A new study commissioned by the Wi-Fi Alliance predicts that the Chinese enterprise Wi-Fi market will balloon fourfold at an annual growth rate of 45% over the next three years.
A new study commissioned by the Wi-Fi Alliance predicts that the Chinese enterprise Wi-Fi market will balloon fourfold, at an annual growth rate of 45% over the next three years.
Conducted by the Chinese research firm Analysys International, the study found that increased broadband penetration in the enterprise and consumer markets and increasingly affordable Wi-Fi-enabled laptops are driving vigorous growth. Analysys predicts that the market for non-embedded Wi-Fi equipment like access points
and external network cards will exceed 10 billion Yuan by 2008.
Chinese telcos are already heavily invested in deploying Wi-Fi services, with ten thousand hotspots already set up around the country. Carriers are beginning to offer wireless networking as a value-added supplement to consumer broadband service, and Analysys reports that the country's building boom will only accelerate market penetration as developers expected to equip new homes with Wi-Fi.
"Wi-Fi is strongly positioned for indoor coverage. With the expected 3G development in China, operators will pay more attention to promising FMC (Fixed Mobile Convergence) services," Analysys International's Vice President of Research Eagle Zhang said in a statement. "Wi-Fi and 3G will be a good choice of China carriers in the initial stage of FMC."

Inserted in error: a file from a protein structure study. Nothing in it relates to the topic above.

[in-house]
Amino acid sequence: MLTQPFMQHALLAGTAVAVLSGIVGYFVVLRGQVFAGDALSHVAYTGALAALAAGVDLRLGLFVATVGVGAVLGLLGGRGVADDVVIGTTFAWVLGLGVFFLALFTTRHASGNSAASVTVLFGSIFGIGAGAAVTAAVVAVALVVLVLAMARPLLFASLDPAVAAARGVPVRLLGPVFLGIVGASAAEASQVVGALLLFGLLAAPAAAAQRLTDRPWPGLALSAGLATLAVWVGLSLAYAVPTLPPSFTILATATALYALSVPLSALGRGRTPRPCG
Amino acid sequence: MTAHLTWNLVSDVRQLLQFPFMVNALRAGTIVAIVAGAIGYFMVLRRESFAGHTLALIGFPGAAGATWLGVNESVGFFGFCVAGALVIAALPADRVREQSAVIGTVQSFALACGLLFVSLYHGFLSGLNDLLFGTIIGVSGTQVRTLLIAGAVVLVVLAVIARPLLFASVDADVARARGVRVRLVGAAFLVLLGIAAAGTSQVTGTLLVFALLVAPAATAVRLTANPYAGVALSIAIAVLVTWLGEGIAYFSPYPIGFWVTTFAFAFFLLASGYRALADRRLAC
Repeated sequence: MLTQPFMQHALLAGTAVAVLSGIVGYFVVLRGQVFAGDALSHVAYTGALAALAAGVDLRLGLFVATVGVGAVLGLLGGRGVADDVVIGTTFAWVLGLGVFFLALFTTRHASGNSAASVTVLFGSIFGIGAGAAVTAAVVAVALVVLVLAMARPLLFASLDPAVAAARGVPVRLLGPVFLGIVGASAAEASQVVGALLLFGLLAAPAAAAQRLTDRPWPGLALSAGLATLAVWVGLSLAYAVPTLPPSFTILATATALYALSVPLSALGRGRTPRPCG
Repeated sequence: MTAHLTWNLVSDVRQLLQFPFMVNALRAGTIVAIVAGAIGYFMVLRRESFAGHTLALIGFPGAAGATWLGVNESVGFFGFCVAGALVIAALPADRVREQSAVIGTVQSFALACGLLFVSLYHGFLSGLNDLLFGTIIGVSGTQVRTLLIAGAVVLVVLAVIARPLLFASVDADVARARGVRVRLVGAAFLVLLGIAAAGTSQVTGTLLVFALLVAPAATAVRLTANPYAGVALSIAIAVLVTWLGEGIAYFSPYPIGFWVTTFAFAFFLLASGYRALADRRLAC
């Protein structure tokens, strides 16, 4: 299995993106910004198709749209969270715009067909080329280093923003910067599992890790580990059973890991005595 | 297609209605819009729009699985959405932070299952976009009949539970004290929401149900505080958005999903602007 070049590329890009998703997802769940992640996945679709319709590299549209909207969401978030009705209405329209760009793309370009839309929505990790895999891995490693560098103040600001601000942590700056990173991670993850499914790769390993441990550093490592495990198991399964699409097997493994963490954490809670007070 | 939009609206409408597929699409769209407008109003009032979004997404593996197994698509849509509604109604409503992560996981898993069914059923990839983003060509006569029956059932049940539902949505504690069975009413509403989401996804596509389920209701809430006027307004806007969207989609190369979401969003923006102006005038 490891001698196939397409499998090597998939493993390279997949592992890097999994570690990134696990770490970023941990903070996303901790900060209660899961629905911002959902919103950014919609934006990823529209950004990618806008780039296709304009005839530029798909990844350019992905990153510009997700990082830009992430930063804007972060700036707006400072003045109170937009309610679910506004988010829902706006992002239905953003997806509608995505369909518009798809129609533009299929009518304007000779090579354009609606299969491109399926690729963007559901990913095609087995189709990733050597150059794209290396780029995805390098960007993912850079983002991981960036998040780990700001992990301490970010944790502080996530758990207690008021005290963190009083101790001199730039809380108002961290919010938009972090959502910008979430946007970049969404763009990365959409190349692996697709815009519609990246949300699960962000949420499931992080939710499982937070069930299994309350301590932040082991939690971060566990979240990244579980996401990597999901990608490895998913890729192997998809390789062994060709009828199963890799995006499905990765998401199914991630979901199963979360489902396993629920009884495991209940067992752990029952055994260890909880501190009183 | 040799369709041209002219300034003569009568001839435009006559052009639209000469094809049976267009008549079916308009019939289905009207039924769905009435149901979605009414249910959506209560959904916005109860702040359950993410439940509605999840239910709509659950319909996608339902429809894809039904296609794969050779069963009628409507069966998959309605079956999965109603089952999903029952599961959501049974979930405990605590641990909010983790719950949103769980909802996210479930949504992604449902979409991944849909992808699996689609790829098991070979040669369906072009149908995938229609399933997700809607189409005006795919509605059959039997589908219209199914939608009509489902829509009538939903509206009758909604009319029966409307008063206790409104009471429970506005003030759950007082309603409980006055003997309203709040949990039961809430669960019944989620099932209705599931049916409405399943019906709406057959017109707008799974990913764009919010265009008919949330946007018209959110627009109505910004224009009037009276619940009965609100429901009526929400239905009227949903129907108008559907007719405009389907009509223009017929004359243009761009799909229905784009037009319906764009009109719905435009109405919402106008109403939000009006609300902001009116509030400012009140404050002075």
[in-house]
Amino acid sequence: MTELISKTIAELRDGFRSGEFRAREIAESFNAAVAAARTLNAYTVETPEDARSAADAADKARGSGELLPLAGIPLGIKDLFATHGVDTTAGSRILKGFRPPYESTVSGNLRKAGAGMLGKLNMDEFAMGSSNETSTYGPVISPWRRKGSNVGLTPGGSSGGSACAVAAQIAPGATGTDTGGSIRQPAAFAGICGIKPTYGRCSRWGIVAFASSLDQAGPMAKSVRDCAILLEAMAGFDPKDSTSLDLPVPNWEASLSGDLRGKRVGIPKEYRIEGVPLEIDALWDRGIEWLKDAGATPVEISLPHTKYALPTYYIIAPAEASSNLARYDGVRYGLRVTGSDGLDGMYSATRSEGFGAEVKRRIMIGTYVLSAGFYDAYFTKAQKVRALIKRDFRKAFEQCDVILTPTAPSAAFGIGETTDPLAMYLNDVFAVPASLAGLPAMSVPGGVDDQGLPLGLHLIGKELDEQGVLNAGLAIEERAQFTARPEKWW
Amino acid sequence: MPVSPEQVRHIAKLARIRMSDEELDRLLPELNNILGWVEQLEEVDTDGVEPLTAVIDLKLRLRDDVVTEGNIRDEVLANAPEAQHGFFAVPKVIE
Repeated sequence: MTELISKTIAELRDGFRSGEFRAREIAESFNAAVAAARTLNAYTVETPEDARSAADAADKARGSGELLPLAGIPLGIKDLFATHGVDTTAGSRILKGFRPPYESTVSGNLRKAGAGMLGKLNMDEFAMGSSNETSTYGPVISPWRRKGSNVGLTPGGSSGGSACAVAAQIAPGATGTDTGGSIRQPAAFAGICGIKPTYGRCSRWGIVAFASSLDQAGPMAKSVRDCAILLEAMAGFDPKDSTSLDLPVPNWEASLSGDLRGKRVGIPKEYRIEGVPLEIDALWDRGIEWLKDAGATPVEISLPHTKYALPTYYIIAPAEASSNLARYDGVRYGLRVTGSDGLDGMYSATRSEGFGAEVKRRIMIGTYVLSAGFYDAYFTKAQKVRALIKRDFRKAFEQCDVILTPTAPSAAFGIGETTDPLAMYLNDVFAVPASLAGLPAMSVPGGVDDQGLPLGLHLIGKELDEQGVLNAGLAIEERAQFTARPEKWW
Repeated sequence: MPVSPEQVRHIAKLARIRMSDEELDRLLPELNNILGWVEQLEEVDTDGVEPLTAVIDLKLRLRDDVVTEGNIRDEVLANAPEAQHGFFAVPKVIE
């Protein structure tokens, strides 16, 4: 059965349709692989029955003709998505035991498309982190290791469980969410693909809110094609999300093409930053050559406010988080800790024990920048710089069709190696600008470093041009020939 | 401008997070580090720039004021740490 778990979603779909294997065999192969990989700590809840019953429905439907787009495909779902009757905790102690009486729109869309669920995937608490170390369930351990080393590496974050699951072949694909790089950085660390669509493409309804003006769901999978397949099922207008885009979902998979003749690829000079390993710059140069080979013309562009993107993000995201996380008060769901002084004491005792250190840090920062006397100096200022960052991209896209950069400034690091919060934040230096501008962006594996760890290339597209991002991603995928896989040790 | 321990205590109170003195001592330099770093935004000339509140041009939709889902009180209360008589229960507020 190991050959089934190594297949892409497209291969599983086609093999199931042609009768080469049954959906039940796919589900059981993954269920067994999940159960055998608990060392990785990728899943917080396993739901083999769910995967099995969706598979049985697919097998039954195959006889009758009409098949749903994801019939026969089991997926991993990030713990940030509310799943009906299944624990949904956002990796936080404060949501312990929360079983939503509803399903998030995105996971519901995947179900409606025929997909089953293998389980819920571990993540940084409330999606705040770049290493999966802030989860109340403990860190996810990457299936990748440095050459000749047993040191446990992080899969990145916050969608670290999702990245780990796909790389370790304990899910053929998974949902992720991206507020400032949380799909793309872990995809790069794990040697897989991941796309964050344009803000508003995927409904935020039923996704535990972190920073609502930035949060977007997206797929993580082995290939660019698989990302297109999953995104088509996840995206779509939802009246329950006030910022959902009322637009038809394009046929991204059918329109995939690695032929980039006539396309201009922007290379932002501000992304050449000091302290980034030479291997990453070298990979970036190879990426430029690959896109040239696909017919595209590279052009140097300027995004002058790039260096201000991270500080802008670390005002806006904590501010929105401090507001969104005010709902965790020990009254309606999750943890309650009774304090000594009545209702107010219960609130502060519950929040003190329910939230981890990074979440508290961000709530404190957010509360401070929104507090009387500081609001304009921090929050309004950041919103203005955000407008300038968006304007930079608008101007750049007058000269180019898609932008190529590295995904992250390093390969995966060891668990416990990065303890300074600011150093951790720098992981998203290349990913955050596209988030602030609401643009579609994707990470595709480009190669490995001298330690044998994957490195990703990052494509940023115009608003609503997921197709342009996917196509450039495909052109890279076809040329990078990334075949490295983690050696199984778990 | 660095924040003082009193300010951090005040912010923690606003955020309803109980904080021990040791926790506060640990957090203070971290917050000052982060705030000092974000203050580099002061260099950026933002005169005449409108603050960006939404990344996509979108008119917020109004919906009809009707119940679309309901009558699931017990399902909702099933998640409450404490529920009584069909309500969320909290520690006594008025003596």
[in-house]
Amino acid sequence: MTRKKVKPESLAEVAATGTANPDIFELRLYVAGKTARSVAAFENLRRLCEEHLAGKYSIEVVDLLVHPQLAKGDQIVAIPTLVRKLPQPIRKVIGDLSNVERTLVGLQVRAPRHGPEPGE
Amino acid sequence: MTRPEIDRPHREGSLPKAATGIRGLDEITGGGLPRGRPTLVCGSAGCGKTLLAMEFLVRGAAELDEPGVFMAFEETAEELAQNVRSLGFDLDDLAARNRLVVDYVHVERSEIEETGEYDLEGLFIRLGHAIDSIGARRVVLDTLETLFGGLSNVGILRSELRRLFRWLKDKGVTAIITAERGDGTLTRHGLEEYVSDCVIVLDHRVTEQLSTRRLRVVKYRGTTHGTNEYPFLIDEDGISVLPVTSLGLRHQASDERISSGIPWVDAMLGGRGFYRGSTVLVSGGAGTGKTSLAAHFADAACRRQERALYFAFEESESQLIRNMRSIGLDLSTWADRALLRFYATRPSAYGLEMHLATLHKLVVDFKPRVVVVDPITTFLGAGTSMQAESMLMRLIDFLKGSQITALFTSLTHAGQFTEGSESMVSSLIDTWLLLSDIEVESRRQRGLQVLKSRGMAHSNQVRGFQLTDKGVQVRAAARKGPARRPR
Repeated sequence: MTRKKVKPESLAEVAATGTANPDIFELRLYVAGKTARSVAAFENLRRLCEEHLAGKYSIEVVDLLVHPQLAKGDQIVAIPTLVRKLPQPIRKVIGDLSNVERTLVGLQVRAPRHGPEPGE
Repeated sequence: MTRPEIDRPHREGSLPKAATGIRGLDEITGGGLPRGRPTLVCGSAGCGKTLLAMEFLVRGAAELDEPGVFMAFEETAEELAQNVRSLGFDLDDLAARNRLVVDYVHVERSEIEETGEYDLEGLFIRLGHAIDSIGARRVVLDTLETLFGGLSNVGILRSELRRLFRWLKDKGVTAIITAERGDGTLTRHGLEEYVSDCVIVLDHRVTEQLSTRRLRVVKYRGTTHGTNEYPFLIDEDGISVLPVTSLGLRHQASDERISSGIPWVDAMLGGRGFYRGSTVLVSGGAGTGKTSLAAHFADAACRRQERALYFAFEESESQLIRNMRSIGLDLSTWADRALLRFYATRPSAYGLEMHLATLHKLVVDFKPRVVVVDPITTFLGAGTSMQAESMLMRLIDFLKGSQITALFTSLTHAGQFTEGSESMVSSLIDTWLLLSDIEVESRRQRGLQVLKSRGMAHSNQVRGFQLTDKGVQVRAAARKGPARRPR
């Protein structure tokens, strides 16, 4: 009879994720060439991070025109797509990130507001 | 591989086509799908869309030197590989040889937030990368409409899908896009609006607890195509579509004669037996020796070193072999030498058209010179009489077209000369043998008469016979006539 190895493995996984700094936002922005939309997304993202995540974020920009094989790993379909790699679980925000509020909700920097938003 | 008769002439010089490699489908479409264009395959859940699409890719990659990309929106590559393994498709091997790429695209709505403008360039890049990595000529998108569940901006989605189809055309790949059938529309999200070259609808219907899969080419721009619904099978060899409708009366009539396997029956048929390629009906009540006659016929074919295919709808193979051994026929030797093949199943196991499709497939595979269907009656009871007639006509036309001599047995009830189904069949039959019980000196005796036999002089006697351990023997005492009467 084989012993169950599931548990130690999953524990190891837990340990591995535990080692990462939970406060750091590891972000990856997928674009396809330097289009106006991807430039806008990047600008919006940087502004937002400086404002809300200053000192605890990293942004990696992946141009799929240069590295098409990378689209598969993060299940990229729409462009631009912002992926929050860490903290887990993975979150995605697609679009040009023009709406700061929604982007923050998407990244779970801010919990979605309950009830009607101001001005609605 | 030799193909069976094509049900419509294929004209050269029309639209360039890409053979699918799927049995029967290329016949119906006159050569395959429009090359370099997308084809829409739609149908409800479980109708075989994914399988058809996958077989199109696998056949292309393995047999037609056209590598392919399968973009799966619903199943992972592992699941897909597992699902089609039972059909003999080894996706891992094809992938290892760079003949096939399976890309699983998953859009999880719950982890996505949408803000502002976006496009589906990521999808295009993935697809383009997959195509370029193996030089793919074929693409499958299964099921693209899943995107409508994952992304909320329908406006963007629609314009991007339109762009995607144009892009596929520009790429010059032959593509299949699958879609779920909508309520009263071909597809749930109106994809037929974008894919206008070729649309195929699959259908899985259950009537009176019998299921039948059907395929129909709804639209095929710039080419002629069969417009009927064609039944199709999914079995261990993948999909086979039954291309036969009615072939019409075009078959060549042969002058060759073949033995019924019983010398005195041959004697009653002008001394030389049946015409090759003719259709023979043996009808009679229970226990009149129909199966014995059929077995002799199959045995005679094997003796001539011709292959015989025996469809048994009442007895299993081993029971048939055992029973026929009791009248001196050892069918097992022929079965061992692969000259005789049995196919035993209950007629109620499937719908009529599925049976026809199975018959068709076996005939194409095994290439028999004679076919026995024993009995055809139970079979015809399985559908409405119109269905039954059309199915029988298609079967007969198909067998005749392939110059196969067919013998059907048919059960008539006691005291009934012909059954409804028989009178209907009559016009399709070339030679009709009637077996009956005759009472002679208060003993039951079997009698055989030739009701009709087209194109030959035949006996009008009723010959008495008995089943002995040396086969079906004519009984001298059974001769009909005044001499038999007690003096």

2014 Next-Gen WAN SurveyWhile 68% say demand for WAN bandwidth will increase, just 15% are in the process of bringing new services or more capacity online now. For 26%, cost is the problem. Enter vendors from Aryaka to Cisco to Pertino, all looking to use cloud to transform how IT delivers wide-area connectivity.
The UC Infrastructure TrapWorries about subpar networks tanking unified communications programs could be valid: Thirty-one percent of respondents have rolled capabilities out to less than 10% of users vs. 21% delivering UC to 76% or more. Is low uptake a result of strained infrastructures delivering poor performance?
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